We enjoyed the usual modest array of caribou, moose, salmon and conversation material.



And there we jolly well have it for that ProjectNight.







5 March: Tim's shop. The dovetail jig board offered all manner of amusement. That is the extent of what was done with it.

The smoking pipe may be completed this year, maybe.

The current affairs director noted the recent pontifications from our benevolent and wise leaders in Washington DC, who again emphasized the new government imperative to spy on us and not tell us what knowledge they were learning or what they were doing with the knowledge, for our security of course. Robust laughter was effected.

The Bush-Cheney-Clinton-Obama-McCain-and lot chaps, along with the silly sops who vote for their Regime, actually believe themselves, and remain clueless of their origin and destination. They genuinely perceive that they receive a progressively superior brain design upon each promotion in government, relegating their previous brain inferior to what must be kept secret from it.

Best comedy on the rock.









During the week Tim's owl nest project finally got out of the shop and into the tree where the owl had been hooting for the last couple weeks, just in time for the start of the owl nesting season in March. That is the local owl near the same tree last summer.





As recognized by the observer, any statement or action of a government chap obviously does not represent the people if the statement or action was not prior known, discussed and approved by the people. Cheney and George's government of secrecy and secret reasons for wars and imprisonments obviously does not represent the people, but being perpetuated on the illusion of representing you, will inherently fail when the illusion is belatedly recognized as only such by those who foolishly sustained it by voting for such a ludicrous Regime.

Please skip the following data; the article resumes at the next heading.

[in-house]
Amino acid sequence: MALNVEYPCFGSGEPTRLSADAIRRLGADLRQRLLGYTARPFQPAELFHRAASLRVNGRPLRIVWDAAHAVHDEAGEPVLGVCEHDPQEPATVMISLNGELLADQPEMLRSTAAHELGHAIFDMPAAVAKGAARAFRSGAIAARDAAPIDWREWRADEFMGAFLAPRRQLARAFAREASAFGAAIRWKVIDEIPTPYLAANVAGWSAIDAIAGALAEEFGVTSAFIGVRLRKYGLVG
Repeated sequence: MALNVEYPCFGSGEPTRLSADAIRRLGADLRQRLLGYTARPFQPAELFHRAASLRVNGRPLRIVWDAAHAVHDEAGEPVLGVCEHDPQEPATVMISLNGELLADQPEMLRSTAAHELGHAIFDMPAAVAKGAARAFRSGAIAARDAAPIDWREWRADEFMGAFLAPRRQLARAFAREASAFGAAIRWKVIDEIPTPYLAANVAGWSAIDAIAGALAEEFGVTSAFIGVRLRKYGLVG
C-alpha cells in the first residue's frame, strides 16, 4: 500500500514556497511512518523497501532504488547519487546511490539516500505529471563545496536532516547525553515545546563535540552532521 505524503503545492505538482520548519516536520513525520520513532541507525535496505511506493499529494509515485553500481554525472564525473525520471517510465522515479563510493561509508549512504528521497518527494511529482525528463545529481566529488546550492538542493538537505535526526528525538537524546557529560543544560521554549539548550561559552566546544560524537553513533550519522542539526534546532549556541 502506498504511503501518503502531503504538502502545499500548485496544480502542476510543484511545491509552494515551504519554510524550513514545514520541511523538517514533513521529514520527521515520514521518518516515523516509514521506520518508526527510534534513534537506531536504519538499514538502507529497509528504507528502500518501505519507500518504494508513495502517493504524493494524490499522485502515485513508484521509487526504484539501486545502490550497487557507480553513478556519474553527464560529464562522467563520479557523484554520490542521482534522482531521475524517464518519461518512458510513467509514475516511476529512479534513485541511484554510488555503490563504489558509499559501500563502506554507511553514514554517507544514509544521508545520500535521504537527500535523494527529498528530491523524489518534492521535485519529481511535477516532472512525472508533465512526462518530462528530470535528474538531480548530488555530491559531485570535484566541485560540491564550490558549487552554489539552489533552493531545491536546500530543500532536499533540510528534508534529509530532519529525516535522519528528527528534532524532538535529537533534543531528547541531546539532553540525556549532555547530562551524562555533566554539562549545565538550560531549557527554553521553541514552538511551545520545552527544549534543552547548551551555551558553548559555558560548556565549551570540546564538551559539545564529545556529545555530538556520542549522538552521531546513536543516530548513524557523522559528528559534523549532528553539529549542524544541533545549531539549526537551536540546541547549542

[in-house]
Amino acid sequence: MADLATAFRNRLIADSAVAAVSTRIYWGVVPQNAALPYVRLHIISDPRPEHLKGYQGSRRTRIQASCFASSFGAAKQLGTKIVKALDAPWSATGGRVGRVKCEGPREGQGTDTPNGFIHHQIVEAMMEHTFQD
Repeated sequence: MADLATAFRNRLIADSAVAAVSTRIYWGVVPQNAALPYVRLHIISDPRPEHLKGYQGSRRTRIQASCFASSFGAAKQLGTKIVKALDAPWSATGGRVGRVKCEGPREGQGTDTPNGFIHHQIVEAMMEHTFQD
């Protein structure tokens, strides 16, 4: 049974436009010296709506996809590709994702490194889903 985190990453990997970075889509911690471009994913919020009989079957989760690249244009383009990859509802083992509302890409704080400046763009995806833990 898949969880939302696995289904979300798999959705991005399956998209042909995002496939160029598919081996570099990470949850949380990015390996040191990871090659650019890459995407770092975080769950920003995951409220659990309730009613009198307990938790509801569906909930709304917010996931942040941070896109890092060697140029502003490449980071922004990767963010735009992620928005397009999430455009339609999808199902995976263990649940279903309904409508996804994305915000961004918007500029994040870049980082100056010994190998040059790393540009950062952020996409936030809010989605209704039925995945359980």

The Kremlin chaps claimed to represent the people and their need to control Afghanistan and several other regions of what they called the Soviet Union. Whoo?




27 February 2008: Tim's Shop


If you think these Project Night people are slow finishing projects, they are also slow to get their projects into use. The boreal owl was outside hooting, and the finished boreal owl nest was still sitting on the work bench inside the shop.

The always-a-handy-project-for-project-night lignitized wood pipes advanced a bit with a little belt sanding action, on a real bench belt sander. Not much, just a little. There was conversation to attend to.



The black handled kitchen knife was advanced to a near-finished condition on the same belt sander. Nearing its finished stage, it required slow and meticulous analysis between each pass on the sander. Of course that would not be understood by a certain female relative who simply did not appreciate fine blade steel, and was going to discard the knife a decade or more ago. While some mere city-raised commoner might have seen only a person carefully sanding a knife, the knife sander's mind was recognizing the illusions of blade makers through centuries of fine blade making, on a blustery day in a low stone hut on the Scottish moorlands above the crags of the coast threatened by Romans, Norwegian Vikings, fire breathing dragons and the English dog king's revenuers. Maybe the aroma of the peaty Scotch was getting a bit heavy in the shop air.


The cork screw production advanced with a round file spinning in a cordless drill smoothing the cork screw turning in the drill press. So who invented the wine cork screw? If it was the French, we will deny it.


More was done and discussed, with more discussed than done, but the web slave must upload the BBQnight.com report, and grab some sleep before off to the IceTower/WebCam.html project in the morning.

Get back to your shop and get production back up to speed.



20 February: Matt's Shop

Precisely why the band saw was not sustaining full power under heavy loads was not known, before, during or after the applied expertise of the Project Night experts. There was much homdihooming, pontificating with 3 phase electricity terminology and little else.